The 5-7 lbs separating the lighter weight classes can make a huge difference. I would be amazed if Garcia could physically adjust to the welterweights. But I think he could grow into the Jr welter division nicely. Garcia seemed to be gassed at the end of the Salido fight after a dominating performance. He's always looked like a master boxer but hasn't had to face many good movers like Crawford. ...and he's never had that extra layer of stamina that Crawford possesses. But when it comes to moving his hands, very few do it better. It will be interesting to see how he looks after the long layoff.


-brownsugar :

I like the fact that Robert Garcia and Mikey have indicated a willingness to fight Lomanchenko and Crawford. If he can return to form.


-KO Digest :

I lost interest in Mikey. Sorry, if he wants it back, he'll have to earn it. Fighting Elio Rojas won't do it for me.


-oubobcat :

Garcia was one of the most natural talents I had ever seen. Everything he did in the ring was just so smooth and just came so naturally. But he never really seemed that passionate about the sport. He has a lot to prove coming off the layoff. It is almost like he has to start his career over again and win the fans over. If I were a matchmaker for Garcia, Rojas would be the perfect opponent. He is a blown up featherweight who like Garcia is coming off a long layoff himself. Not much power and a decent chin (though has been dropped and hurt to the body). He should give Garcia some rounds in what I expect to be no more than a glorified sparring session. This fight really belongs on Sho Extreme airing early with Farmer-Redkach (which is going to be a really good fight) elevated to the main card but what do I know. Speaking of this card, the Harrison-Rabchenko fight is going to be a good one. When breaking down this card, I think this fight could steal early part of the show. I see both getting hurt in the early stages of the fight and if Harrison does not get Rabchenko out early he is going to have issues. Rabchenko is more than a live dog at +250 and if I were putting money on this fight would be laying a nice chunk of change on the Belarus fighter.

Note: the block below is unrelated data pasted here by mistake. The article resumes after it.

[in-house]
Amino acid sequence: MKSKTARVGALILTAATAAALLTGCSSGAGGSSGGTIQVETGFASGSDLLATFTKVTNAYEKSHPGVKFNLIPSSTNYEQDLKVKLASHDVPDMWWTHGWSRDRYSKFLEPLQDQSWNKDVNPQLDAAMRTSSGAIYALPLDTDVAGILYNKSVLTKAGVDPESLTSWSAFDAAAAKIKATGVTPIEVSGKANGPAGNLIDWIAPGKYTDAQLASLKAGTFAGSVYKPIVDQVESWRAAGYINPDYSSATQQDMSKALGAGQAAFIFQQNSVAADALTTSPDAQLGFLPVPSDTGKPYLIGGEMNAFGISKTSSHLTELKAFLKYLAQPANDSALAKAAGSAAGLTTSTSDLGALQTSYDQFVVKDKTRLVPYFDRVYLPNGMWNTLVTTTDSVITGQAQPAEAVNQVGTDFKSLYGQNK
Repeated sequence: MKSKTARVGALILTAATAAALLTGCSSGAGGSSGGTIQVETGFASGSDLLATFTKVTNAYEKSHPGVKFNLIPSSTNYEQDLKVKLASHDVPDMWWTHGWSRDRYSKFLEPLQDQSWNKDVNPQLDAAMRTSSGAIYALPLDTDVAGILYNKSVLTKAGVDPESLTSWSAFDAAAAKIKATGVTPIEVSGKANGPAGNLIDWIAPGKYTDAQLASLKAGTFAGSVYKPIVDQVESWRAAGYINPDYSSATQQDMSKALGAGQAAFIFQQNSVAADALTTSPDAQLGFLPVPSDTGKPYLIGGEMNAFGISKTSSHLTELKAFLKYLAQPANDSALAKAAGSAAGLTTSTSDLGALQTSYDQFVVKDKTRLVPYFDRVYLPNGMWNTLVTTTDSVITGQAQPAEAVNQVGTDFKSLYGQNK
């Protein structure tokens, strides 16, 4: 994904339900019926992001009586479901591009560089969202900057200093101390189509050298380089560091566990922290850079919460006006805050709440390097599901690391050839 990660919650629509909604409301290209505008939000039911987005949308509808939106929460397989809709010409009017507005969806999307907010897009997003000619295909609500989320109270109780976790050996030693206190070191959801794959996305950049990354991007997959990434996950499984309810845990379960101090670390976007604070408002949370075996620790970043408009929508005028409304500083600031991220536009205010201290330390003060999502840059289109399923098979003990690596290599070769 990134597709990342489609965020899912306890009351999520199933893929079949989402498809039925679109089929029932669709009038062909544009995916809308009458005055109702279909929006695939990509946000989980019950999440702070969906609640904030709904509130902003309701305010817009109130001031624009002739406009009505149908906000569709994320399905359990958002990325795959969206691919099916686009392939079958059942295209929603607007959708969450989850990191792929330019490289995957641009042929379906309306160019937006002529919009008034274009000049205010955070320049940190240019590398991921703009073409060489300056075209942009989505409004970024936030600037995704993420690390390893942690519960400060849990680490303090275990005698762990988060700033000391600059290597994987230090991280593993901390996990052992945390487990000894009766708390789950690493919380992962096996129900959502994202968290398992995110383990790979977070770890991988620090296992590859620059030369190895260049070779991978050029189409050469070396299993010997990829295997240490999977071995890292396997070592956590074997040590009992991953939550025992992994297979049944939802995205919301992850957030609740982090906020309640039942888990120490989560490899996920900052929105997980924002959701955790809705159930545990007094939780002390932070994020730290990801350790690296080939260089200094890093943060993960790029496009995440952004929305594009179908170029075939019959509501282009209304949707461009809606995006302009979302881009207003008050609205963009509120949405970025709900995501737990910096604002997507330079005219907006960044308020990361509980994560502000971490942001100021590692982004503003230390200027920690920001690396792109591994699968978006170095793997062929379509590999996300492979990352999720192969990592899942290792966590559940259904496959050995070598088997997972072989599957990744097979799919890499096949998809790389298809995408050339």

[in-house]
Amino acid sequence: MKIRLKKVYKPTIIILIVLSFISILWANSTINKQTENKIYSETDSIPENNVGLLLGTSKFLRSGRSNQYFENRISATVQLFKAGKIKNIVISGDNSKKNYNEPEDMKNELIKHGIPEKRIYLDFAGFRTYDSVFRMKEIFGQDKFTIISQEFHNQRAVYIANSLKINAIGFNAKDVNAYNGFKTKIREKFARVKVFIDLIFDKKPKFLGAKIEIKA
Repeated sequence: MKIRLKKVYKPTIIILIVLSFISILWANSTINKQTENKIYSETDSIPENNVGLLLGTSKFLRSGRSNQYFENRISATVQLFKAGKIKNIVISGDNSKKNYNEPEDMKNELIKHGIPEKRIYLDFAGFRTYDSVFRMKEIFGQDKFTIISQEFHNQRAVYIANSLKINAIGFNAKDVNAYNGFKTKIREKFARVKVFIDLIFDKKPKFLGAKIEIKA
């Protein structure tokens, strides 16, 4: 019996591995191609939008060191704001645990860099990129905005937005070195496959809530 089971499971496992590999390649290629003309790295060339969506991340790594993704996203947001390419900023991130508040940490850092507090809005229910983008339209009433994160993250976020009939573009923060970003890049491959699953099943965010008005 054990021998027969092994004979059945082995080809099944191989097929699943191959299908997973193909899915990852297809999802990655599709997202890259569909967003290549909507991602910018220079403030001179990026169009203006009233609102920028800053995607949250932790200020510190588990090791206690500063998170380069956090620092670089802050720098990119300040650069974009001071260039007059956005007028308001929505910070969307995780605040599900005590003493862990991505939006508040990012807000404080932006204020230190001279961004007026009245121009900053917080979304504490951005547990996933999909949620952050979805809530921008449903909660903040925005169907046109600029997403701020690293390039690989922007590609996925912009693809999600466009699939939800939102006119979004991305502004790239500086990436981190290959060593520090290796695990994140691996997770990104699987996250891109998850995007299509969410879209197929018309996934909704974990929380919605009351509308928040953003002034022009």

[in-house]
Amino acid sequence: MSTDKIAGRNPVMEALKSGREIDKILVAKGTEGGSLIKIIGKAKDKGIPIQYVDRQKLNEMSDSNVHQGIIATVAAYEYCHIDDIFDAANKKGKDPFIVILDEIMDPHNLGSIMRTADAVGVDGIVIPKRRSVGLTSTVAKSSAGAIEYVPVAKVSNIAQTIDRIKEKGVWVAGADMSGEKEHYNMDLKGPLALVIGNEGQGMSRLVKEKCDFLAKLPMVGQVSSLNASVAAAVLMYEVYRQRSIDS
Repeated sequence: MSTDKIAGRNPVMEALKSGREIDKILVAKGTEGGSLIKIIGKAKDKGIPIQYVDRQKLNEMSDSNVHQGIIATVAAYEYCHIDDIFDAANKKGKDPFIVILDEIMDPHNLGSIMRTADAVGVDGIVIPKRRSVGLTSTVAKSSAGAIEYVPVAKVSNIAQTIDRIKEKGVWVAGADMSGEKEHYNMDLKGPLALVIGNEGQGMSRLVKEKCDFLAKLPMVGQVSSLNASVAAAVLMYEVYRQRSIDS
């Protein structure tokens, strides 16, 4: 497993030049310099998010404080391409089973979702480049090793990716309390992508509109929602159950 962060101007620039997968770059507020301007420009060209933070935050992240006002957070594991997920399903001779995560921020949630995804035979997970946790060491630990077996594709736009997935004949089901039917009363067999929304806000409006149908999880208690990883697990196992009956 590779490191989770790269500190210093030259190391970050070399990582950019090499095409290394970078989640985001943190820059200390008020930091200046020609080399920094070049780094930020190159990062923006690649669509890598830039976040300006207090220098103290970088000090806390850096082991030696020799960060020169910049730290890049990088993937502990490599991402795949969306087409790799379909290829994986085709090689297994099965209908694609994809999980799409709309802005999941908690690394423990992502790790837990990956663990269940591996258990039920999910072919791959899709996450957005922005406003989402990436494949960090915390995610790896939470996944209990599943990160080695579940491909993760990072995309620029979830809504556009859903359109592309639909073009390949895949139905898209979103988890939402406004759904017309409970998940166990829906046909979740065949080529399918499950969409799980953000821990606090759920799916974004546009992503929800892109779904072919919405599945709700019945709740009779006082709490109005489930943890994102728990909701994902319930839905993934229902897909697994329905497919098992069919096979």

-brownsugar :

Good call OB ... I love watching Garcia work...can't wait to see how he looks tonight...


-brownsugar :

Well .....its certainly no crime for not being able to look like 30 month of inactivity had no effect. Thankfully "drunken master" Rojas brough the comic relief, it was still a fun fight to watch..... especially with Rojas diving to the canvas to evade punches. Personally I would recommend a year of fighting off television for Garcia to rebuild his skills and tone up. He didn't look that bad but someone close to Garcia should whisper in his ear and tell him that he's got a ways to go yet before he returns to form.


-teaser :

Mikey looked in good form and did what he was supposed to do ...except getting hit by those rights...ring rust maybe ?..if he had a body attack he'd be THE MAN for sure ...you can count on one hand with fingers left to spare the times he goes to the body in his last couple of fights


-Kid Blast :